Palliative Care

PD 02 - Palliative 1 - Poster Discussion

1011 - Whole Brain Radiation Therapy Use Among Metastatic Non-Small Cell Lung Cancer Patients

Sunday, October 21
1:27 PM - 1:33 PM
Location: Room 217 C/D

Whole Brain Radiation Therapy Use Among Metastatic Non-Small Cell Lung Cancer Patients
S. E. Rich1, J. R. Robbins2, K. V. Dharmarajan3, O. K. Rahman4, and C. Johnstone2; 1Haven Hospice, Gainesville, FL, 2Medical College of Wisconsin, Milwaukee, WI, 3Icahn School of Medicine at Mount Sinai Department of Radiation Oncology, New York City, NY, 4Icahn School of Medicine at Mount Sinai Brookdale Department of Geriatrics and Palliative Medicine, New York, NY

Purpose/Objective(s): To evaluate the use of whole brain radiation therapy (WBRT) among patients with non-small cell lung cancer (NSCLC) and brain metastases, with a focus on survival and length of treatment.

Materials/Methods: We included 42,327 NSCLC patients with brain metastases at initial diagnosis in the National Cancer Database (NCDB) from 2010-2013. We excluded patients who did not have information about radiation or those who received stereotactic radiosurgery, patients who received dose-fractionations incompatible with WBRT, and patients with no follow-up. We examined WBRT schedules, survival following WBRT, rates of completion of WBRT, and the percentage of remaining life spent receiving WBRT (PRLSRT), calculated as elapsed days of WBRT/days from start of WBRT to death.

Results: Among NSCLC patients with brain metastases at diagnosis, 35.0% received WBRT (n=14,810). The most common fractionation schedules were 3 Gray/fraction for 10 fractions (60.6%, n=7,533) and 2.5 Gray/fraction for 14 or 15 fractions (36.3%, n=4,514). Only 84% of patients who started WBRT completed it. Patients were more likely prematurely terminate the course if they were prescribed courses greater than 10 days in duration. Median survival from diagnosis among the patients receiving WBRT was 4.83 months (95% confidence interval 4.70-4.96 months). Fourteen percent of patients died within 30 days of starting WBRT (n=2,078), and 36% of patients died within 60 days of completing WBRT (assuming a typical 10-fraction course, n=5,331). Twenty-eight percent of patients spent at least one-quarter of their remaining life receiving WBRT, with 12% spending more than one-half of their remaining life receiving WBRT.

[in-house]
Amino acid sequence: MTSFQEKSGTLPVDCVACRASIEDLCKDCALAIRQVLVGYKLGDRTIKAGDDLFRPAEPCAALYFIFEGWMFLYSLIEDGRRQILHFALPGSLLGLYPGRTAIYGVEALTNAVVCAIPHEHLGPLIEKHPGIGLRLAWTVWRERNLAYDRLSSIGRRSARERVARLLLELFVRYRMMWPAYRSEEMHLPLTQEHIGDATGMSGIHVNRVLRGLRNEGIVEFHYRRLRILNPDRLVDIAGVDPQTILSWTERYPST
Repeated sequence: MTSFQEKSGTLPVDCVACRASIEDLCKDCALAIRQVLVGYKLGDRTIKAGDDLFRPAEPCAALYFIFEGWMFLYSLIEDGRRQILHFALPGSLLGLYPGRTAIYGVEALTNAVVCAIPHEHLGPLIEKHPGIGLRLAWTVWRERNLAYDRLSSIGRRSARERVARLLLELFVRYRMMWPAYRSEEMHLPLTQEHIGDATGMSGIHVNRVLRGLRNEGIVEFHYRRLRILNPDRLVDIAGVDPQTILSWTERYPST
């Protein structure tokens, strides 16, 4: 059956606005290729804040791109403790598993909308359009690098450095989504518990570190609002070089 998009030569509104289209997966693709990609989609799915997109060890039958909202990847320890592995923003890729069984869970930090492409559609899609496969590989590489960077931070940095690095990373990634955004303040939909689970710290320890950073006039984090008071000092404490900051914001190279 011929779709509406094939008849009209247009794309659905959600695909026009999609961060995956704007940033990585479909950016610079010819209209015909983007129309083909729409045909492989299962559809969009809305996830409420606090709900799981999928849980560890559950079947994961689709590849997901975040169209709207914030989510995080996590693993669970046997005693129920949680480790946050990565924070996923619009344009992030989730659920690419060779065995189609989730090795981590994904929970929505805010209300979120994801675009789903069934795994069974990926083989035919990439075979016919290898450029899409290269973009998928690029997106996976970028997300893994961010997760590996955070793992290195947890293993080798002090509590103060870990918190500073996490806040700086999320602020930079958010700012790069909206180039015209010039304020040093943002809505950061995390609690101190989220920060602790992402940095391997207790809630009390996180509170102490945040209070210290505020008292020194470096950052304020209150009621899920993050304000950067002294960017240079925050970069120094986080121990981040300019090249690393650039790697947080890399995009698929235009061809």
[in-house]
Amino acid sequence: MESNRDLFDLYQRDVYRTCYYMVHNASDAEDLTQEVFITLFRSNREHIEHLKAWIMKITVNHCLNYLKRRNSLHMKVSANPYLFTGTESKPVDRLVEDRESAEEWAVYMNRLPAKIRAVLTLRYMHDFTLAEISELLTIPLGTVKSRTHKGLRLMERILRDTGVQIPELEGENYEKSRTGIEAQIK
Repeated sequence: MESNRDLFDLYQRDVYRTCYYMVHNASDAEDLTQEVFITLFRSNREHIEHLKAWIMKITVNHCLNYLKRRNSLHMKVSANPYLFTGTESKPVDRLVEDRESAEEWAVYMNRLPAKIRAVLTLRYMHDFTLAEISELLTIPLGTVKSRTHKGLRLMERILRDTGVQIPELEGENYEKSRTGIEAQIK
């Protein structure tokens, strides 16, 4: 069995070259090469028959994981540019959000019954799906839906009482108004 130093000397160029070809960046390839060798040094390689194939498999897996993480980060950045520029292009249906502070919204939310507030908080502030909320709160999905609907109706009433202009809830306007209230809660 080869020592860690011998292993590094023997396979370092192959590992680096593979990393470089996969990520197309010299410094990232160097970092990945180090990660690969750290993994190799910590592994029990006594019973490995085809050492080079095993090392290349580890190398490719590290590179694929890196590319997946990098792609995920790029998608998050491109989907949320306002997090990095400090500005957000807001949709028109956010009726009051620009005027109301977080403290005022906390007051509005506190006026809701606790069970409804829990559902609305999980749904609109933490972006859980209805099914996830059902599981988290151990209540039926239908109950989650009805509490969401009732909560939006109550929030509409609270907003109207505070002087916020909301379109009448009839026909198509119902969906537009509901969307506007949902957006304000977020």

Conclusion: Survival among patients with metastatic NSCLC to the brain at diagnosis is usually short, and WBRT often occupies a substantial portion of their remaining life. Shorter courses of WBRT or supportive care alone are more appropriate in this population.

Author Disclosure: S.E. Rich: None. J.R. Robbins: Travel Expenses; Elekta. K.V. Dharmarajan: None. C. Johnstone: Employee; Medical College of WI.

Shayna Rich, MD, PhD

Disclosure:
Employment
Haven Hospice: Assistant Medical Director: Employee

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